The core aim of any business is to make profits. Regardless of the industry, your business is in; your ultimate goal is to ensure that you have a higher Return on Investment.
But did you know that there are entrepreneurs who build businesses intending to sell them at a profit?
If you are one such entrepreneur, you must be wondering how to sell your business at the right price. Well, just like building a business, selling one can be quite overwhelming. It requires firsthand knowledge of all the dynamics involved and a clear understanding of the selling process.
Remember that building a business requires a lot of time, effort, and resources. As such, when it’s time to sell, your sole objective should be to get maximum value for your business.
However, to do this, you should assess the steps you will take to ensure that your business’s sale runs smoothly.
Selling Your Business in The Proper Way
Selling a business is not a walk in the park. You need to treat your transition the same way you treated your growth strategy. If you don’t, you risk causing unnecessary tension and risks between your personal account and your business.
According to recent statistics, close to 30% of businesses on sale get the right buyers. The remaining 70% consists of businesses (mostly small businesses) that fail to sell because the owners tie all their assets and finances to the business.
When you tie all your finances to your businesses, potential businesses will get the impression that your business is high risk. This will not only give your business a bad image but will scare away any potential buyers. However, with ample planning, you can get a deal that suits you and the buyer.
While this is utterly important, you should be wondering, “how can I sell my business?” Well, to give you a definite answer, here are a few pointers to help you out.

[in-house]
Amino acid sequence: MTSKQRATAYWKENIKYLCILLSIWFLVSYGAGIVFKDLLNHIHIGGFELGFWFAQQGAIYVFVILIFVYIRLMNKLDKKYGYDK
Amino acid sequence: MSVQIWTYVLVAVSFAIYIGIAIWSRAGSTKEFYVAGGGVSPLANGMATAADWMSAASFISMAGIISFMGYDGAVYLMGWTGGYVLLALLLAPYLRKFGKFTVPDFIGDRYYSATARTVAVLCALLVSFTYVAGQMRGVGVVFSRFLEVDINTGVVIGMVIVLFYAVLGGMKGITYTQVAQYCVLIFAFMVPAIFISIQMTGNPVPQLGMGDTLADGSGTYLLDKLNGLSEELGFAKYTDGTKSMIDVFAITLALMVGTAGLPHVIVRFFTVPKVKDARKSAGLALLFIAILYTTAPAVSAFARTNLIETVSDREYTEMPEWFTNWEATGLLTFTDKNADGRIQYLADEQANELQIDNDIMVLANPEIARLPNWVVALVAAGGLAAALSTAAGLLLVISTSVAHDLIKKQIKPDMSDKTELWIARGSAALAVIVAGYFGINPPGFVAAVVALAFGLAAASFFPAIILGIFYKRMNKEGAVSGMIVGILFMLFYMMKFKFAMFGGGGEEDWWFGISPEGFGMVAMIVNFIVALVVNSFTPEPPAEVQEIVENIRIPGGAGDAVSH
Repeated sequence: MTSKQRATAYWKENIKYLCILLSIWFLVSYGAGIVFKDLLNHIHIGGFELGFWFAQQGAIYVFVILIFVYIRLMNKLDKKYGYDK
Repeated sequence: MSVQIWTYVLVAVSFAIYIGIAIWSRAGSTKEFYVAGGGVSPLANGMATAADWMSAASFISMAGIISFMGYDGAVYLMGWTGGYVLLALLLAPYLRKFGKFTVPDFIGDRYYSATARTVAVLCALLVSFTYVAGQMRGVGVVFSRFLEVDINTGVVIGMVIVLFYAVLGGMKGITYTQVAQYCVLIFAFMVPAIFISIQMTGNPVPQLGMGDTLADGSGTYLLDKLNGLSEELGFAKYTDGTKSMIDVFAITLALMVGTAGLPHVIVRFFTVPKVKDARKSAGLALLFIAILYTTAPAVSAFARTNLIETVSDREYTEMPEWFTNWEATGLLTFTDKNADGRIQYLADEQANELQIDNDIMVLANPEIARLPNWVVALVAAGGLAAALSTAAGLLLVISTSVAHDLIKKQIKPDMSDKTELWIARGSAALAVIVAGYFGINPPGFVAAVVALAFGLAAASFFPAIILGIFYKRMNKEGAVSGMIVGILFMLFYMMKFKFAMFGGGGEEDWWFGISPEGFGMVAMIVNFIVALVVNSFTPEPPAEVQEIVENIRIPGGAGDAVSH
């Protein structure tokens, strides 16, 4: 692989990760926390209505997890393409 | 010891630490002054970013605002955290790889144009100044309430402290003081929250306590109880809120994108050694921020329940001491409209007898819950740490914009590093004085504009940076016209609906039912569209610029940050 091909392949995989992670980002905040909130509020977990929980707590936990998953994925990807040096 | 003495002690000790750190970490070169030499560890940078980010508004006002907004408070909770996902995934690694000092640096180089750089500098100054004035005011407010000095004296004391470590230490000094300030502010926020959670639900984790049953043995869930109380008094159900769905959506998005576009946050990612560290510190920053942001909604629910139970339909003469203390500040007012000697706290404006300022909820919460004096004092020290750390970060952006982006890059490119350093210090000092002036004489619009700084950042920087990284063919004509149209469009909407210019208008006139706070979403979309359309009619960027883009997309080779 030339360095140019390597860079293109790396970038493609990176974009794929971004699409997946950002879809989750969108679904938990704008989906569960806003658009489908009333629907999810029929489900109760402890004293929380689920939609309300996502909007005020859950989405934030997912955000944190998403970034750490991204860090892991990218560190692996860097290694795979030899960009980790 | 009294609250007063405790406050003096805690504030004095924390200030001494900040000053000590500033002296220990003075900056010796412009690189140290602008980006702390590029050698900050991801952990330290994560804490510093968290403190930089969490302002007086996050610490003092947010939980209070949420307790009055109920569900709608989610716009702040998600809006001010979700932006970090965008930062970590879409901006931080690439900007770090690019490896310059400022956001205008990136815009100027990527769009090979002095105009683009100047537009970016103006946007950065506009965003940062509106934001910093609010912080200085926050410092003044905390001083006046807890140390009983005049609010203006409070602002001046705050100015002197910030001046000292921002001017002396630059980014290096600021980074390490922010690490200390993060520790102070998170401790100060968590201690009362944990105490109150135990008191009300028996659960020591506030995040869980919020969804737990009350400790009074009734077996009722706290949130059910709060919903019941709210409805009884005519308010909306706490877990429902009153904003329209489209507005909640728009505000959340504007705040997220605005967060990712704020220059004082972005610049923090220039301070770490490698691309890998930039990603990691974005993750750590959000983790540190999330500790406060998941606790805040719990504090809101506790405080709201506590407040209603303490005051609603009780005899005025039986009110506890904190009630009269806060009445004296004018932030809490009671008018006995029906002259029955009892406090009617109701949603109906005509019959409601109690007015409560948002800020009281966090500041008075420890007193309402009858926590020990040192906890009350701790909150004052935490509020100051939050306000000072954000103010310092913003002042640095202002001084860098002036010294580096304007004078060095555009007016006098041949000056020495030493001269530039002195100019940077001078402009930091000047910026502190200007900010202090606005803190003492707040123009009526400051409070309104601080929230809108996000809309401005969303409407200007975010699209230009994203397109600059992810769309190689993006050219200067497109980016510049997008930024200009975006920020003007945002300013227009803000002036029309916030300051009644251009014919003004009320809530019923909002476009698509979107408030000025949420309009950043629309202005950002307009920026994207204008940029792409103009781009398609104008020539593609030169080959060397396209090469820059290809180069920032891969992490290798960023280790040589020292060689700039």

1. Develop A Recurring Revenue System
One of the fundamentals things to do in a bid to sell your business at the right price is to develop recurring revenue. But what is recurring revenue? Ideally, this is revenue that is not only predictable but is expected to run into the foreseeable future.
Basically, this technique ensures that your business continues to make money without your presence. Additionally, recurring revenue enables your business to create an annuity-based subscription as well as subscription-based revenue. This way, your business won’t solely rely on your personal salesmanship to succeed.
But why should you develop this system while you are looking to sell the business? You might be wondering. For starters, it gives the impression that your business has minimal risks, which might mean that your ROI is way higher.
Secondly, potential buyers love to buy businesses that are already well established. They want to pay for a business that will not require more resources to make a profit. Having this system in place will convince possible buyers that your business will continue to make money, even after you complete the sale.
Finally, having this system in place is a foolproof way to ensure that you capitalize on your sale. Since such a system is an asset to your business, you stand to get your business’s best price.
2. Identify The Ideal Buyer
Identifying a strategic buyer is another crucial thing to do. Otherwise, you won’t get the best price for your business.
Typically, there are two types of business buyers. The first are financial buyers. Such buyers buy your business, including your future profit expectations. While these buyers may be alluring and convincing, they are not the ideal buyers.
The second type of buyer is strategic buyers. This type of buyer will be looking to buy your business for the sole purpose of improving their own businesses. While strategic buyers may not pay the optimal price, they are ideal buyers. This is because a strategic buyer will offer the best value for money for your business.
Remember that depending on the nature of your intentions, a strategic buyer can utilize his company’s resources to optimize different attributes of your business. This way, you will be receiving some revenue from every sale they make, regardless of whether you sold the business. It’s a smart play when selling your company.
3. Consider Your Personnel
Regardless of the state of your business, you can remain assured that your personnel matters. Once you leave the business, it must continue running smoothly, and your personnel are the only people to help do that.
Since your workforce is an asset, their skills and experience will count in the cost of selling your business. Therefore, it’s essential to employ or train workers who are not only good at their job but effective as well. A well-trained workforce will help you to sell your business for a higher price.